Turkey steps up efforts for Syrian and Iraqi refugees

Published 14.01.2015 00:00
Updated 15.01.2015 10:10
Turkey steps up efforts for Syrian and Iraqi refugees

Deputy Prime Minister Kurtulmuş announced that the number of refugees from Syria and Iraq hosted in camps currently stands around 235,000 and hailed new services for them, such as healthcare for Iraqi refugees and a new massive tent camp. He revealed a series of new steps to help Syrian and Iraqi refugees in the country and how Turkey has performed in tackling the issue.

Addressing the Syrian Coordination Meeting, a routine convention of state officials on the situation of refugees, Kurtulmuş said they had managed to register an overwhelming majority of displaced Syrians living in Turkey (in order to maintain services for them) and opened a new camp in Gaziantep. Kurtulmuş also announced that Iraqi refugees who only had access to emergency care previously, would be provided access to all healthcare services under a new regulation adopted by the government on Tuesday. Turkey hosts about 43,120 people from Iraq, mainly Turkmens and Yazidis who fled the country after the Islamic State of Iraq and al-Sham (ISIS) launched a violent offensive in Iraq's Mosul.

On the number of Syrians and Iraqis who took shelter in Turkey due to violent conflicts in their countries before being accommodated in state-run camps, Kurtulmuş said that their total number had now reached 235,000. He said that the Islahiye camp in Gaziantep became the 23rd state-run camp in the country and another camp was under construction in Suruç, a town in the southeast of Turkey flooded by Syrian Kurds fleeing the takeover of Syria's Kobani by ISIS. Kurtulmuş said the camp in Suruç which will house about 35,000 people will be opened on January 25.

Kurtulmuş said that the Syrian crisis has turned into a permanent problem rather than a temporary one for Turkey, which has had to handle the massive influx of Syrian citizens heading to their country's northern neighbor.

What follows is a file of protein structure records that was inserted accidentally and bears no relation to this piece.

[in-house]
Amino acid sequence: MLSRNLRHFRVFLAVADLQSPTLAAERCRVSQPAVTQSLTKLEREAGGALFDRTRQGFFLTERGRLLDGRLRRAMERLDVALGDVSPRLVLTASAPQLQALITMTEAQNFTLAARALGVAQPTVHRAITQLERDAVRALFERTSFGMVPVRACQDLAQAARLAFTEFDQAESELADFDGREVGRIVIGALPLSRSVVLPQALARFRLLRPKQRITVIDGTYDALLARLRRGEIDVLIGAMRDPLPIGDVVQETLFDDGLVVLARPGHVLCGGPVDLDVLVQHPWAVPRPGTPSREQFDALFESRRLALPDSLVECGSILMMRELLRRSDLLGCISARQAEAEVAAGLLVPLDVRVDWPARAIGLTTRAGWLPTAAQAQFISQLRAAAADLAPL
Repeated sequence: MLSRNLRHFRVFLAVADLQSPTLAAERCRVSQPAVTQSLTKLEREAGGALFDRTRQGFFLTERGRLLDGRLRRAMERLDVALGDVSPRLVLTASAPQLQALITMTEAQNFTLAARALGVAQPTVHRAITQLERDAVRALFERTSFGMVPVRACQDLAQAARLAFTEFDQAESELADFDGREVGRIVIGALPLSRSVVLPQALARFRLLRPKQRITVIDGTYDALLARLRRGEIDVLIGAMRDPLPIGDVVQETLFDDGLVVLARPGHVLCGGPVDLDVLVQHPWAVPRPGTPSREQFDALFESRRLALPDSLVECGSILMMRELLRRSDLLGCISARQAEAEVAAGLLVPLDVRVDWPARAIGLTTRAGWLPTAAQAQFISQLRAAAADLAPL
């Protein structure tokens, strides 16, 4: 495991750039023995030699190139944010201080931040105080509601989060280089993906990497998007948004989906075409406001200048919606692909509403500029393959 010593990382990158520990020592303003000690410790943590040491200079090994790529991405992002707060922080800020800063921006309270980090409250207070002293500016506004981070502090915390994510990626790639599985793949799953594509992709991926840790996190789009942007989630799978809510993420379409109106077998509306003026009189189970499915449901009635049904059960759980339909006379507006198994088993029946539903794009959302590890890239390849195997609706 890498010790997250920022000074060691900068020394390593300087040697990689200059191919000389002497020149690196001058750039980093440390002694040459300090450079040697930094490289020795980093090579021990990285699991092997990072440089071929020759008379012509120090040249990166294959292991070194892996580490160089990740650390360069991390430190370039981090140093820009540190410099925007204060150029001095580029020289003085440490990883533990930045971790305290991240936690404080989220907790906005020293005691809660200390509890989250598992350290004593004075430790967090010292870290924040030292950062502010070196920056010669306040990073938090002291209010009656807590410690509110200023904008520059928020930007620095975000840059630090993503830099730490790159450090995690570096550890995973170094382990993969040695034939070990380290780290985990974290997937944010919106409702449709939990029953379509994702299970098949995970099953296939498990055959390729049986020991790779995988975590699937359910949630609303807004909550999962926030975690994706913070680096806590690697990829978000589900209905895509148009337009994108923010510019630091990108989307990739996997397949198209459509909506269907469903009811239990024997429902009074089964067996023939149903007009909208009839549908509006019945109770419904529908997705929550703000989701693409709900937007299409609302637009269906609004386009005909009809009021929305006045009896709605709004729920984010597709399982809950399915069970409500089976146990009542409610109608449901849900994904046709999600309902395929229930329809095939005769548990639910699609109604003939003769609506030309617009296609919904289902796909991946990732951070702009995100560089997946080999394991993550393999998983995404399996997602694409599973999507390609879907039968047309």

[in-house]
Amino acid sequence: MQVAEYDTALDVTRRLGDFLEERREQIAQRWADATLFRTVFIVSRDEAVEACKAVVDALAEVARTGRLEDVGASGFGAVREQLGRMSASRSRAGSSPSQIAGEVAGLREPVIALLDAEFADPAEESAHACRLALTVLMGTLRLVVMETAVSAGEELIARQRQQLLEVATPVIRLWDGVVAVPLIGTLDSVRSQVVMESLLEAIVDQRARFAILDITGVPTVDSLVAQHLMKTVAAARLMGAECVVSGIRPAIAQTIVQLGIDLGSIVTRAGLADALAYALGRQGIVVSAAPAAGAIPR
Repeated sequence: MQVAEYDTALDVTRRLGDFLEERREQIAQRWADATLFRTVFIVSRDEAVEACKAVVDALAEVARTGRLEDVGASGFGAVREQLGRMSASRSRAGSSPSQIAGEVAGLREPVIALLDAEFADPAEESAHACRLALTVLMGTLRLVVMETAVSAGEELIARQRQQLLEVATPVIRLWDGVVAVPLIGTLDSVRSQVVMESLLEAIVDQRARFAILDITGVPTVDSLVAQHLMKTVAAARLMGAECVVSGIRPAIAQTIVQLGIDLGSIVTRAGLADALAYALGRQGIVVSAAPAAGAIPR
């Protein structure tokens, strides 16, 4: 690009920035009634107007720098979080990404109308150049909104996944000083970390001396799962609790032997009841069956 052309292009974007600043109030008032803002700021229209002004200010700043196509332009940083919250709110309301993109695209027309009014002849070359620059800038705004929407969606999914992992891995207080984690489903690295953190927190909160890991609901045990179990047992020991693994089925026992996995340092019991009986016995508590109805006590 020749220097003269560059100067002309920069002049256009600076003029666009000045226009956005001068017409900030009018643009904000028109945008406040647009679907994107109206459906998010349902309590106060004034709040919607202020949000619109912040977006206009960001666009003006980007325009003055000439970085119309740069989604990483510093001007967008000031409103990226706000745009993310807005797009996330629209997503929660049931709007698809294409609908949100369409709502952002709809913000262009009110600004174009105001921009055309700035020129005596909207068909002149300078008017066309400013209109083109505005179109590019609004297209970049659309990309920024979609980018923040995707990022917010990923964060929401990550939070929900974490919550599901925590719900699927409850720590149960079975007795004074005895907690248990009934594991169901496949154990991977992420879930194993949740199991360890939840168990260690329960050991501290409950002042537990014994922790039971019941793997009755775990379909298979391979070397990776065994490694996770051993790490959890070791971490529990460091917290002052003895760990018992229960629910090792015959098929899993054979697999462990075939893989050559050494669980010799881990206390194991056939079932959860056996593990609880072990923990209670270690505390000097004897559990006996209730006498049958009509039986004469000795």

He said the biometric registration of over 1.5 million refugees out of 1.6 million was completed as of yesterday and hailed it as "a success." Kurtulmuş said the registration of all refugees will be completed soon. Turkey plans to address the problems of Syrians living outside camps more effectively through biometric registration such as quicker delivery of humanitarian aid and monitoring them against criminal activities. Biometric registration, which grants them a temporary status, enables Syrians to enrol their children in schools and benefit from healthcare.

The deputy prime minister said that Turkey spent some $5 billion on refugees since 2011. He noted that Turkey had received about 197,000 refugees from Syria's Kobani in two days in September, "a figure higher than the total number of refugees received by countries in the entire European continent in 2013."

"This is an important matter for Turkey and we regard it as a humanitarian responsibility above all. We don't have unfulfilled promises but we rather do what we are supposed to do," he said.

Kurtulmuş said some 1.4 million Syrians live among the local population and raising awareness amid the Turkish public toward the displaced Syrians is one of the most important aspects of the refugee crisis. "We have cities where one-fourth of the population is our refugee brothers," he said, noting that refugees posed a social burden for some cities. "The reality is that the problems in Syria will continue, so will the refugee issue," he said. Kurtulmuş called on the public to be more sensitive to the plight of Syrians. He also called on the nongovernmental organizations to boost aid to Syrians living under harsh winter conditions.

The deputy prime minister admitted that they still had a long way to go to provide education for Syrian children. "We are only able to provide proper education for 175,000, out of about 500,000 Syrian children and teens and the level of this education is not sufficient," he said.

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